Proper investigation before disciplinary

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Dismissed without notice for gross misconduct on the grounds that the company had a zero tolerance policy towards physical violence.

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A mechanic who lost his temper and attacked a colleague has won an unfair dismissal claim in the Employment Tribunal in a case which highlights the importance of policies and proper investigations before any dismissal. 

Mr Spoor had worked for Arnold Clark Automobiles for 42 years and had an exemplary record before placing his hands momentarily on a colleagues neck for a few seconds, following which he apologised. 

Mr Spoor was interviewed about the incident in a disciplinary hearing following which he was dismissed without notice for gross misconduct on the grounds that the company had a zero tolerance policy towards physical violence.  Mr Spoor brought a claim for unfair and wrongful dismissal and won as the Employment Tribunal found that no reasonable employer would have dismissed an employee in these circumstance, given the context and Arnold Clarks subsequent appeal also failed when the Employment Appeal Tribunal found that the company had failed to take into account all the relevant circumstances such as Spoors long service and the fact that there was no evidence of the company’s zero policy tolerance on physical violence on which they had relied to dismiss Mr Spoor.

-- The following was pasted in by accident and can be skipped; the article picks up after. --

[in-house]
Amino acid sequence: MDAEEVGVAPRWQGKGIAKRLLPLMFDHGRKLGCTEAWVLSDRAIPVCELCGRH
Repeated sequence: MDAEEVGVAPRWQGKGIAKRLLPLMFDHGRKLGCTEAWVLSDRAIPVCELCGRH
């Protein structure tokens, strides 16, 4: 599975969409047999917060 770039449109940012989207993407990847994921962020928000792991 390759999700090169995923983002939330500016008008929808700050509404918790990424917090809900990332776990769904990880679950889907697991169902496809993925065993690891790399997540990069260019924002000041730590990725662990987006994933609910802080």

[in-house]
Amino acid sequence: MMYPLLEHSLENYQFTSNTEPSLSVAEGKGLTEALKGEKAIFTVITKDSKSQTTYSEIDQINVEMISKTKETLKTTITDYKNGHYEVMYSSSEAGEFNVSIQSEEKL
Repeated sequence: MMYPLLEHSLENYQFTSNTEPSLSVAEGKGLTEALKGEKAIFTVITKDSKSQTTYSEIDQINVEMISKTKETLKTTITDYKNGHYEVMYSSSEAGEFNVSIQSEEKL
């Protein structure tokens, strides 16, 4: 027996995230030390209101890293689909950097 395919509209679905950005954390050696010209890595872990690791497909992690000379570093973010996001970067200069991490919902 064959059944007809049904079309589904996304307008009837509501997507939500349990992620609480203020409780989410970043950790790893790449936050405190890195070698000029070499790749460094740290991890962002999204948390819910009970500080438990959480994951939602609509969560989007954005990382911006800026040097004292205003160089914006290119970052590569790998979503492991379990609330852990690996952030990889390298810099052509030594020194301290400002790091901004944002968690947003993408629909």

The decision reminds us that although physical violence falls within the gross misconduct remit, the importance of a thorough, fair investigation cannot be over emphasised, and neither can the importance of having clear policies in place that staff are aware of and familiar with. 

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